Serbian President Aleksandar Vucic says his country must resolve its differences with its former province of Kosovo to establish a “permanent” solution to benefit the entire region.
Vucic said in an opinion article published in the Blic newspaper that "it is important now, more than ever, that we all find an answer together."
"That [answer] should be permanent, rule out conflict as an option, and benefit everyone in this region," he said.
Vucic has in the past called for international discussions to resolve matters related to the future of its relations with Kosovo.
Kosovo declared independence from Serbia in 2008 and is recognized by 114 countries but not by Belgrade.
Kosovo, which has a majority Albanian ethnic population, is supported by the West. Serbia is a traditional ally of Russia, but Vucic has attempted to balance relations between Moscow, the European Union, and the United States.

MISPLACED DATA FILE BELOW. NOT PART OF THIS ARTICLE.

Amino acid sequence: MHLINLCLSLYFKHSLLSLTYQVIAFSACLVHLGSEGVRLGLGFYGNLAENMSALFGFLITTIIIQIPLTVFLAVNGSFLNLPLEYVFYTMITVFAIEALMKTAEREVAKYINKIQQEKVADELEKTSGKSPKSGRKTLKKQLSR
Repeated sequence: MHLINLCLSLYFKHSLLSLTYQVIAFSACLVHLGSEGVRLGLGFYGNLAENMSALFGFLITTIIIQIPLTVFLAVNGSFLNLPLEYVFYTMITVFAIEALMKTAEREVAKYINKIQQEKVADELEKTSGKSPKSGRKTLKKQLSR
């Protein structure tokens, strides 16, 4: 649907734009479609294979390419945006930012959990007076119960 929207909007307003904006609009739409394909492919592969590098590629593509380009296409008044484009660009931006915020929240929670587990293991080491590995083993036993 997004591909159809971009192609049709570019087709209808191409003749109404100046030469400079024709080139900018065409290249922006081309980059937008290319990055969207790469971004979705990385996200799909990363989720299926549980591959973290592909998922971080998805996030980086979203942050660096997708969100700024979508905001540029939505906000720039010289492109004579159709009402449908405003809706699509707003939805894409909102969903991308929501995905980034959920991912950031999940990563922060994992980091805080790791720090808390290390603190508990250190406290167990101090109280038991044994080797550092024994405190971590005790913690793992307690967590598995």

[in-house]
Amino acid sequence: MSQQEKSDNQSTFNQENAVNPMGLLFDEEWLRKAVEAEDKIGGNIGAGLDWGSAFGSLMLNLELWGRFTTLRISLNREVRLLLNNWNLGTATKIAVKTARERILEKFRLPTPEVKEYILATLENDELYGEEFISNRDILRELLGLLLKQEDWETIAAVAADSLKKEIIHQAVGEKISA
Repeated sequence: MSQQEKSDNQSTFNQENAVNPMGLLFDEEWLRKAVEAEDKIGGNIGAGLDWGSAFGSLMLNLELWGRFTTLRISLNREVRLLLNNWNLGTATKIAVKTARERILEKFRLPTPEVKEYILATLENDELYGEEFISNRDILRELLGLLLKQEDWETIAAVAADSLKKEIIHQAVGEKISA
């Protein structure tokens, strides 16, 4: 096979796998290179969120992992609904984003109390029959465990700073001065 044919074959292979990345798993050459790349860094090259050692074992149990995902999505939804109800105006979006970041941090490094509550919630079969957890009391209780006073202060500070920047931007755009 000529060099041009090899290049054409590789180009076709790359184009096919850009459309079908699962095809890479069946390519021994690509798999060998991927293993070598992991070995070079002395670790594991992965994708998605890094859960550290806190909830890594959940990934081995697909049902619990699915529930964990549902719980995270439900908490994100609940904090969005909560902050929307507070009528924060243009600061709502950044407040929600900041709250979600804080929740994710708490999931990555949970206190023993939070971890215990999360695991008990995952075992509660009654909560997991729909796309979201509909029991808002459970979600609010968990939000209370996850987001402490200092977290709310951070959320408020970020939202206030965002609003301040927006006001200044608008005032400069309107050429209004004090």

Kosovo and Serbia have both expressed hopes of joining the EU and have agreed to talks sponsored by the bloc on normalizing ties.
However, many Serbian nationalists oppose EU membership and are pushing for closer ties to Russia and do not want to recognize Kosovo as independent.
In his opinion piece, Vucic, a former extreme nationalist, said that "we must at least try to resolve the Kosovo knot and not hide and leave the toughest burden to our children."
Kosovar Foreign Minister Enver Hoxhaj praised Vucic's desires to resolve relations between Belgrade and Pristina.
"Breaking the silence and accepting the truth about independence and sovereignty…would open up the path for societal reconciliation, regional cooperation, European integration, and international affirmation," Hoxhaj told BIRN.
Based on reporting by AP, BIRN, and BalkanInsight